A few more years passed, I straightened out a bit (and I stress ‘a bit’). I was moving some of my old stuff from boxes to tupperware tubs, when I found the old autographed poster, again. This time, though, something was different. I started to think what if I actually am a child of God? What if I’ve been wrong? What if, for some reason, those people at CSI saw in me, then, something God knew I would struggle to see in myself? What if I chose to to trust, to believe, what some stranger with a camera captured so long ago? What if this is God’s faithful reminder? What if I really am a child of God? Not only that, what if I chose to live into that memory?
Today, this silly, self-autographed, picture hangs in my bedroom. When I forget who I am (and I forget a lot), and I’m floundering or wandering or fighting in myself or in life or whatever, I turn to this picture. It re-orients me: I am a child of God. It reminds to live into that memory, to trust that God is my loving father, that he is working in and through all things, all the time. It reminds that I am free to explore and learn, and that I will never be abandoned or alone. It reminds me to seek forgiveness and humility, to hope. Most of all, it reminds me to live out the grace that I have received.
In Episode 7: Church, “living out a memory” has a name. It’s called Anamnesis. It means “lived memory.” It happens when we bring a past experience to the present, but more than just by remembering it in our heads, it’s when we live it out. It shows up in the Bible a lot. When the Israelites celebrated Passover, that was anamnesis. When Joshua built a memorial to God after crossing the Jordan River, that was anamnesis. When Jesus instructed, “Do this in remembrance of me,” that is anamnesis, too. For us today, when we receive communion, Jesus is saying more than just, “Hey, intellectually think about and remember me breaking my body and spilling my blood for you.” He’s saying, in this physical act, bring my sacrifice to the present and even more–live out the memory of my offering in your present circumstances–be a gift for the life of the world.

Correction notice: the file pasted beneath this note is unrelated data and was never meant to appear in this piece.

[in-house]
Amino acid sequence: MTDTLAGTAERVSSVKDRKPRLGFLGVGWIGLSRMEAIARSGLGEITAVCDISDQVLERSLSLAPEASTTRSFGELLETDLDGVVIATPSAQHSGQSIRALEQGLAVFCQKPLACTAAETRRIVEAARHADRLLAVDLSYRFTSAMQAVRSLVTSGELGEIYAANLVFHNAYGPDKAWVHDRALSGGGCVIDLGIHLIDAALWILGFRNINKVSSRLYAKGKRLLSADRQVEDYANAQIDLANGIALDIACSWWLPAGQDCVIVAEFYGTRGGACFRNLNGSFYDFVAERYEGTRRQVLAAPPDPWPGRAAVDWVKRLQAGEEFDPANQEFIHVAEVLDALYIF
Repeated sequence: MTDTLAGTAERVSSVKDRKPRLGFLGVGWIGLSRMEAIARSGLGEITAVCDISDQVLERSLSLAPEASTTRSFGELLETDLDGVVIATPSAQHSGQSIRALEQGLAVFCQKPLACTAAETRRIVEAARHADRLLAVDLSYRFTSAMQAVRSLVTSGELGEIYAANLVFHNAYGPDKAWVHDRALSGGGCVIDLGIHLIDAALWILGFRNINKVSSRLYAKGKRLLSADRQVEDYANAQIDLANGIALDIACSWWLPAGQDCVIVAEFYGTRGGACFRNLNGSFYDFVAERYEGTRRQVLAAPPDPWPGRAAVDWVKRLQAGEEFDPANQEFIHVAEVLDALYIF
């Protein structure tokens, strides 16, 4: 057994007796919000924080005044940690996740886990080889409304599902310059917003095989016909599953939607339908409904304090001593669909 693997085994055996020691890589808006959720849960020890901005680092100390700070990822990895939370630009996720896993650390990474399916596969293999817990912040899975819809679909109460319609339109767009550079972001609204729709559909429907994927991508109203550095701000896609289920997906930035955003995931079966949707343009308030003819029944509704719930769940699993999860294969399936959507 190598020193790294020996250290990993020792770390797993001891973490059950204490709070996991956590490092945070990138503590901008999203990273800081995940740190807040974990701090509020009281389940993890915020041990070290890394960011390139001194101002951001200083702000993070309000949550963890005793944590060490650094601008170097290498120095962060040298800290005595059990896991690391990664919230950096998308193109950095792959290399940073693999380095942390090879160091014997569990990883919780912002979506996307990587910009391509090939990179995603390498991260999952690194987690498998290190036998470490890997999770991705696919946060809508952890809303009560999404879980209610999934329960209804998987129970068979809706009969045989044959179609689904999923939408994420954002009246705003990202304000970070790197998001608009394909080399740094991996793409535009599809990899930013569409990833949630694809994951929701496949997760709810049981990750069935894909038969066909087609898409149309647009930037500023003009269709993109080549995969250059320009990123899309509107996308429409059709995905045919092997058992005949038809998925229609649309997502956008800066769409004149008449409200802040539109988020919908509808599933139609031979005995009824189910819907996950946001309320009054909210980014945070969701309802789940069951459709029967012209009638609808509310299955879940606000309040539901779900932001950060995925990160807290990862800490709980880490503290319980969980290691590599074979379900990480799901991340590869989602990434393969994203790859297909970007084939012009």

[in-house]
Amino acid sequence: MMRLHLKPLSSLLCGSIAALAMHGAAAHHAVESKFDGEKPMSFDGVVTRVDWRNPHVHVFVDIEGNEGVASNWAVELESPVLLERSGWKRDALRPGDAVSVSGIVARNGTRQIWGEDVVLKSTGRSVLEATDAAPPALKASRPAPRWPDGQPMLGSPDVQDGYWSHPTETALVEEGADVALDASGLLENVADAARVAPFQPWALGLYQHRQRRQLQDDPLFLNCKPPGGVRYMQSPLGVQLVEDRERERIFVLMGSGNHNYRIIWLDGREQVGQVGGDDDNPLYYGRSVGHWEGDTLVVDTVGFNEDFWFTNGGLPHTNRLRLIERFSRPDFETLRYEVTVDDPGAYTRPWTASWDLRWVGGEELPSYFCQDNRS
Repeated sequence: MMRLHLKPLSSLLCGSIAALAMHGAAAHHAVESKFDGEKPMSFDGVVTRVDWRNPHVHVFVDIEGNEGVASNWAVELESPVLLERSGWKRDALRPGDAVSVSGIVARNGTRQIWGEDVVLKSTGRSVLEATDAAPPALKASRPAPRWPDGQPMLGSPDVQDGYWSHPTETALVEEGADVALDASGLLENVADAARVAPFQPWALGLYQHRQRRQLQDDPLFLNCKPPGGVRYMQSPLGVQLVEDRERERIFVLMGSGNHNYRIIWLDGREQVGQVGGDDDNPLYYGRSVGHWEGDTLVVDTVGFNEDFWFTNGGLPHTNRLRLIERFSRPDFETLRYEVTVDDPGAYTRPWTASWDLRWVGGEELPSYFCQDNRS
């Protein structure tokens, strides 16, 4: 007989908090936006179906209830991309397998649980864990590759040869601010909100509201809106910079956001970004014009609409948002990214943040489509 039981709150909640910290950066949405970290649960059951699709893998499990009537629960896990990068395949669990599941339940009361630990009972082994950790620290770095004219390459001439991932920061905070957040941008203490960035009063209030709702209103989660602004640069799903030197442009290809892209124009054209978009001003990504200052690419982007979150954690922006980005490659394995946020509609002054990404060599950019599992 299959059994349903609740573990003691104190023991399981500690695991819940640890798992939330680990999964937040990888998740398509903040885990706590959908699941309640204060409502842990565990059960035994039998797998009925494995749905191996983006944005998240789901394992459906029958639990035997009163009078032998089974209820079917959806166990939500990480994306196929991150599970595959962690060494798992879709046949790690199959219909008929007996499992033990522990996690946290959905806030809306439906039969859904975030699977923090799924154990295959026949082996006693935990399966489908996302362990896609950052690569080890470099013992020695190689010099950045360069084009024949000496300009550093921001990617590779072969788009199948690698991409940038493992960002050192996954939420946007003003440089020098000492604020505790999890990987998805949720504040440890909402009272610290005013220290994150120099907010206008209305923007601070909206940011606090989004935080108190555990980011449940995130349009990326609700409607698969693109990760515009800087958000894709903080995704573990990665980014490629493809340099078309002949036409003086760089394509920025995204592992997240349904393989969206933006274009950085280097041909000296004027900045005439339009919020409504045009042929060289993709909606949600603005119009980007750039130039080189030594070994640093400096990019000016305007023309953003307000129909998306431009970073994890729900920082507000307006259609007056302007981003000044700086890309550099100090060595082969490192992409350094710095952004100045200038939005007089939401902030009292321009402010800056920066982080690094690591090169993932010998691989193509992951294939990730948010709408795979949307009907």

We need these physical reminders along the journey. The road to glory, more times that not, is one befuddling situation after the next. We need mile-markers, signs of life, to remind us of our Hope. We need ways to recognize God’s faithfulness, his promises, in the brokenness of the here and now. It is so easy to forget. It is so easy to lose our way. As a church, we are called to remember and to live the memory of God’s promises in the world. And so now I’m curious. Do you have any reminders in your life of God’s faithfulness? A picture, a pile of rocks, a do-hickey, or a tattoo even? Do you have something that re-orients you to living out God’s promises? Share a photo or story in the comments or on our Facebook page. Live the memory. Lord knows we need ‘em.
(Originally published at the FLOW blog)